Friday, March 27, 2009

PSA features story of homecoming queen with Down syndrome

From the Deseret News in Utah. You can watch the PSA here.

SANDY, Utah — True beauty endures and is not forgotten. Here's proof.

Almost 12 years after she was crowned Murray High School's homecoming queen, Shellie Eyre's inspirational life (pictured) and Cinderella-style story is back in the spotlight, this time on a worldwide scale.

In a special red carpet event March 25 at the Megaplex Theatres at Jordan Commons, a new public service announcement was highlighted. It recognizes the accomplishments of two Utah women with Down syndrome — Eyre, now 29, and
actress Becca Winegar, 31, of Provo, who portrays her on the screen.

Titled "Homecoming Queen," the 60-second spot highlighting the message of "true beauty" has now been viewed by millions in the U.S. and more than 200 countries.

"We chose Salt Lake because that is where the story began with Shellie Eyre, who in 1997 was crowned homecoming queen at Murray High School," said Gary Dixon, spokesman for the Foundation For A Better Life, which helped create the PSA.

Eyre was born in 1979 with Down syndrome and suffered a stroke at age 3 that left her paralyzed on her left side. She was one of the most popular girls in school because of her easy smile and loving heart. Her landslide victory for homecoming queen was due in part to a wonderfully accepting student body that embraced unselfish inclusion, as well as Eyre's attitude toward all her classmates.

"Shellie's inspirational life is an example of what true beauty can be and where love, acceptance, and inclusion can triumph over any disabilities," Dixon said.

When Eyre became a finalist for homecoming queen, her parents counseled her to be a good sport in case she didn't win. They carefully explained only one girl among the 10 final candidates would be selected queen.

But the 17-year-old senior was chosen almost unanimously by fellow students. She had also truly believed what her father always said, that she was a princess, and she knew a princess becomes a queen.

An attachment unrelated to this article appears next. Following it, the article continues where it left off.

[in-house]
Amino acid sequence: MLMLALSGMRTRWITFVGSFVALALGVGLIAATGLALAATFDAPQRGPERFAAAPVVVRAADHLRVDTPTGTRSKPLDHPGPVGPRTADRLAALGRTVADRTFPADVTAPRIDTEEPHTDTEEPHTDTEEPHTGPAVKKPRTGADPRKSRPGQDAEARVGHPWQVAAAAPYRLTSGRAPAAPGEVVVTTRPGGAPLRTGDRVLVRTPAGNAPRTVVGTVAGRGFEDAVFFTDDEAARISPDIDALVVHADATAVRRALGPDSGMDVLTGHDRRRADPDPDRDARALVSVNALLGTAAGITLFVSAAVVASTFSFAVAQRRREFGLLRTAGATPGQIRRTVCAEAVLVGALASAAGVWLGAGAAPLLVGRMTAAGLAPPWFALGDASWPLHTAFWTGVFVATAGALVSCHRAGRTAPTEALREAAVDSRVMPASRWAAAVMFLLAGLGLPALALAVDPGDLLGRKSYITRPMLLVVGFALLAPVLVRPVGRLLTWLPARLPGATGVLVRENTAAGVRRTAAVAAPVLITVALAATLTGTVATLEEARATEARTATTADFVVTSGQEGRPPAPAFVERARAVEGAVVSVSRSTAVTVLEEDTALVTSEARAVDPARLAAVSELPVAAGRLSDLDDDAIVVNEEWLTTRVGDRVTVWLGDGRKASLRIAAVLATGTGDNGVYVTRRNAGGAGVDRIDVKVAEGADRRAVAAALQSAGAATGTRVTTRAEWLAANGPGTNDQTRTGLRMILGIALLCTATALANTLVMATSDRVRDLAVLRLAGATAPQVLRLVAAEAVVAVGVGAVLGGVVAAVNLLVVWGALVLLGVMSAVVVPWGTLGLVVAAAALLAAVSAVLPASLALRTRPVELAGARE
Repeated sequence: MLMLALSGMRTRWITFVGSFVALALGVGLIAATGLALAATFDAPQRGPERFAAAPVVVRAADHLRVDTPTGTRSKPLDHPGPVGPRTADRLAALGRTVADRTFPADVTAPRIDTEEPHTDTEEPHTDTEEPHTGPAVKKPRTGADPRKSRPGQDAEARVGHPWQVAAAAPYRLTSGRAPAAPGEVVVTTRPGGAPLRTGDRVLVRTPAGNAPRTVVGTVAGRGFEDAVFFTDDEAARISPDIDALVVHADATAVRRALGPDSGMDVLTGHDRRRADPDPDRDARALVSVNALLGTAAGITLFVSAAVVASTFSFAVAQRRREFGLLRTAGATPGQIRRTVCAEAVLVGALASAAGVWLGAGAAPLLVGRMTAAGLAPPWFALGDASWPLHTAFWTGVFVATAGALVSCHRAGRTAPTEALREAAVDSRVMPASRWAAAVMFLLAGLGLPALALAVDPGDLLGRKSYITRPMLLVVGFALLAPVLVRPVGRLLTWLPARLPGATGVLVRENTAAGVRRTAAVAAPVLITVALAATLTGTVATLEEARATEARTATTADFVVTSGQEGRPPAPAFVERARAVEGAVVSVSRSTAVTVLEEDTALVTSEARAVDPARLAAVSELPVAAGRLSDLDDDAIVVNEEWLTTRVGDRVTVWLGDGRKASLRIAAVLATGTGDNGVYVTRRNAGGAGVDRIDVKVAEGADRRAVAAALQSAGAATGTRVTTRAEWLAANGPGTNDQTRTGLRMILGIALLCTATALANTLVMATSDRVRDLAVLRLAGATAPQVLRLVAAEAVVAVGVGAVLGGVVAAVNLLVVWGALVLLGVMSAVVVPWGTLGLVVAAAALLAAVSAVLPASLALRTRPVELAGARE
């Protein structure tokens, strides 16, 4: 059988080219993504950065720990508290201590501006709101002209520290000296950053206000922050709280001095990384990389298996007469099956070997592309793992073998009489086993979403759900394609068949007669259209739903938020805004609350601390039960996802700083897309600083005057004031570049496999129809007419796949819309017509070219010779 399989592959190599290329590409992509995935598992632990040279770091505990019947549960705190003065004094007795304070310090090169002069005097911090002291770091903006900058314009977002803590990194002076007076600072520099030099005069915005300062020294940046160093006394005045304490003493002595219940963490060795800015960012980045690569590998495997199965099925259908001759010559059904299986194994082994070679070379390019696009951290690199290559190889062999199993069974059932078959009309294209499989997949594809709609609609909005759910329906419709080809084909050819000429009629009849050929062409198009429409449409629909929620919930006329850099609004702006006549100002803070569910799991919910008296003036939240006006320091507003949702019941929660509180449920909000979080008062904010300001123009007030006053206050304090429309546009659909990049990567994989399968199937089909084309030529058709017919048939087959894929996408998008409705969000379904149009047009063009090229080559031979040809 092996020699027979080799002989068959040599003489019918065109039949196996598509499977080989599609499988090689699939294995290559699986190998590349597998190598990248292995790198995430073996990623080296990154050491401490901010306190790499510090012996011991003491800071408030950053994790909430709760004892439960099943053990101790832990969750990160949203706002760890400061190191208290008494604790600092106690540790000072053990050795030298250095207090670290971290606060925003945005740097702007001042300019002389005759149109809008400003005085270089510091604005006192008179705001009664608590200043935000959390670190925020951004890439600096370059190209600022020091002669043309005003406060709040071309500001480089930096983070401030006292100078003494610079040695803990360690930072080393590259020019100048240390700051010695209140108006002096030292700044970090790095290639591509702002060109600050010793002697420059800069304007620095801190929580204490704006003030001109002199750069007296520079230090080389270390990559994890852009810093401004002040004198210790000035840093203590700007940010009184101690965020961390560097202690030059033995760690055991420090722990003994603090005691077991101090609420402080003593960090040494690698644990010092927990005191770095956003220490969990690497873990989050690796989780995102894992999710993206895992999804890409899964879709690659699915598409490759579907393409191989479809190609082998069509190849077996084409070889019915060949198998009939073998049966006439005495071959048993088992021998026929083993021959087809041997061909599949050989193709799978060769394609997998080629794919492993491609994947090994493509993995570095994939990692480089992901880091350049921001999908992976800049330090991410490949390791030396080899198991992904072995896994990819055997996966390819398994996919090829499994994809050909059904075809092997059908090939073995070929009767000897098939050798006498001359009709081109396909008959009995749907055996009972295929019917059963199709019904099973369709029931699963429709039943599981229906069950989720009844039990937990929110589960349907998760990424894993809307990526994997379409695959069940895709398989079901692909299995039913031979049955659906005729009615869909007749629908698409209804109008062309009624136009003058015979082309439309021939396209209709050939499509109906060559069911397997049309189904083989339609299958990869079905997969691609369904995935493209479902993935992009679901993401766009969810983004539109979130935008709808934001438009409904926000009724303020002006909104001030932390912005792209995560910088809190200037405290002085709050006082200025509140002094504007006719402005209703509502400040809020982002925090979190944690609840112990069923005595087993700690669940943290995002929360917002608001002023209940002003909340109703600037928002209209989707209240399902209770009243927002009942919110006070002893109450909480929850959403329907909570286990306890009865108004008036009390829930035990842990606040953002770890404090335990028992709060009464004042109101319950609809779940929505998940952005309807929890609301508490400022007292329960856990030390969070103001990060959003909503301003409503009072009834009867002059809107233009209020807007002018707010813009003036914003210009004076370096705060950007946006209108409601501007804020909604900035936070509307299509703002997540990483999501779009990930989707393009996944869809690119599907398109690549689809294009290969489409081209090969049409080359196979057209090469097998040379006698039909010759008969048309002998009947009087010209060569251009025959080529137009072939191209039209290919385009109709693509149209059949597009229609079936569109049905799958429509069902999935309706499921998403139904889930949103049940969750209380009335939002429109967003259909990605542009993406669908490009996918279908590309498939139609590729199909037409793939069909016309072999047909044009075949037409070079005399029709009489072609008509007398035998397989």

The First attendant was April Perschon, who had physical and mental disabilities resulting from a brain hemorrhage suffered when she was 10 years old. Upon April's introduction by student body officers, April, she too, was urged to center court of the gym with a standing ovation.

"Shellie loves everyone equally," her father, Ted Eyre, told a nearly full theater of family, friends and community members. "I was overwhelmed by the moment," he said of that homecoming event in 1997. He said the mother of another homecoming candidate had put it all into focus by approaching him and saying there were no losers at that rare homecoming — everyone won. Ted Eyre wrote a book about his daughter titled, "You Always Call Me Princess."

The PSA stars Winegar under her real name.

"It was a 12-hour filming day," she recalled. "The lights were so hot I got absolutely sick." Winegar said the makers of the ad were looking to replace her because of that and when she realized it, she got up and said, "Ain't no way you're going to replace me!"

Winegar said it was a "very remarkable experience" to film the PSA. She also stressed "true beauty is to be yourself. It's from inside of you."

Eyre was equally thrilled about the production. "I think it's great," she said. "I'm so excited about it."

The PSA has already won a Telly Award for excellence. The Backstreet Boys offered their song "What Makes You Different (Makes You Beautiful)" for use in the production.

The Foundation for a Better Life creates public service campaigns to communicate values such as honesty, caring and optimism that make a difference in communities.